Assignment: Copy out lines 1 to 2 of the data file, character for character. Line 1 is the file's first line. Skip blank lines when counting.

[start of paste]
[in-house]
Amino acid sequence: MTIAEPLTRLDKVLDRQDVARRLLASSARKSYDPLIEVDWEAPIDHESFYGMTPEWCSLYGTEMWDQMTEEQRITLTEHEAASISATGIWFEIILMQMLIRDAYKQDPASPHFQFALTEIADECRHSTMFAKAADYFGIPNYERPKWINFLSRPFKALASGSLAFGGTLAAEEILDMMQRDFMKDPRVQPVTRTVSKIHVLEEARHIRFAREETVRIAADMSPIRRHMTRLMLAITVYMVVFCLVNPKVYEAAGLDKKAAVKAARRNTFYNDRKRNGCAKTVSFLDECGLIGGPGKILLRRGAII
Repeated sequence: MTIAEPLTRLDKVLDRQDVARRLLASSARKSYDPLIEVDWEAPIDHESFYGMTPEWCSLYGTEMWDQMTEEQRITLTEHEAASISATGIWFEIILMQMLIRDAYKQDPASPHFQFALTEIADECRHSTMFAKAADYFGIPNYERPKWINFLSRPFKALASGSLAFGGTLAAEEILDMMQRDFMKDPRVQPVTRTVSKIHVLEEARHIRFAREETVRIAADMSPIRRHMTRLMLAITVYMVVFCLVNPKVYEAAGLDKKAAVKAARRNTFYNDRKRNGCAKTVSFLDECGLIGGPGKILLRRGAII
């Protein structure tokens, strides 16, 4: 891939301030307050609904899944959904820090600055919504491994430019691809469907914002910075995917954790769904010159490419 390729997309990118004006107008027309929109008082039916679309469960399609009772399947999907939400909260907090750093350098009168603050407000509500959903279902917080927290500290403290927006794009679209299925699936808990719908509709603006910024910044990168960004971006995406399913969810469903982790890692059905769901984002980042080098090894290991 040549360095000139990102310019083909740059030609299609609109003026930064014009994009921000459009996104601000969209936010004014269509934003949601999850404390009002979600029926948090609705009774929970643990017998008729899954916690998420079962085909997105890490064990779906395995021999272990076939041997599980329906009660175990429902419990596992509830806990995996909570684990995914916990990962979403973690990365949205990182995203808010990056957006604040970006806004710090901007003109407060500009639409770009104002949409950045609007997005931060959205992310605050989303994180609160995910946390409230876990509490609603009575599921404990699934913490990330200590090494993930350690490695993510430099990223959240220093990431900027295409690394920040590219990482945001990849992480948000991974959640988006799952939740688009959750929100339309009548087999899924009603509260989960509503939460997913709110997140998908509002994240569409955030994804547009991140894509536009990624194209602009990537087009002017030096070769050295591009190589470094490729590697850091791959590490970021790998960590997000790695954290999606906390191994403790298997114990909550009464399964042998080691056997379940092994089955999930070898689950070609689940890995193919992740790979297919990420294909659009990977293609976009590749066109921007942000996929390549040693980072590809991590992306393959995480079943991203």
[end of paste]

[in-house]
Amino acid sequence: MTIAEPLTRLDKVLDRQDVARRLLASSARKSYDPLIEVDWEAPIDHESFYGMTPEWCSLYGTEMWDQMTEEQRITLTEHEAASISATGIWFEIILMQMLIRDAYKQDPASPHFQFALTEIADECRHSTMFAKAADYFGIPNYERPKWINFLSRPFKALASGSLAFGGTLAAEEILDMMQRDFMKDPRVQPVTRTVSKIHVLEEARHIRFAREETVRIAADMSPIRRHMTRLMLAITVYMVVFCLVNPKVYEAAGLDKKAAVKAARRNTFYNDRKRNGCAKTVSFLDECGLIGGPGKILLRRGAII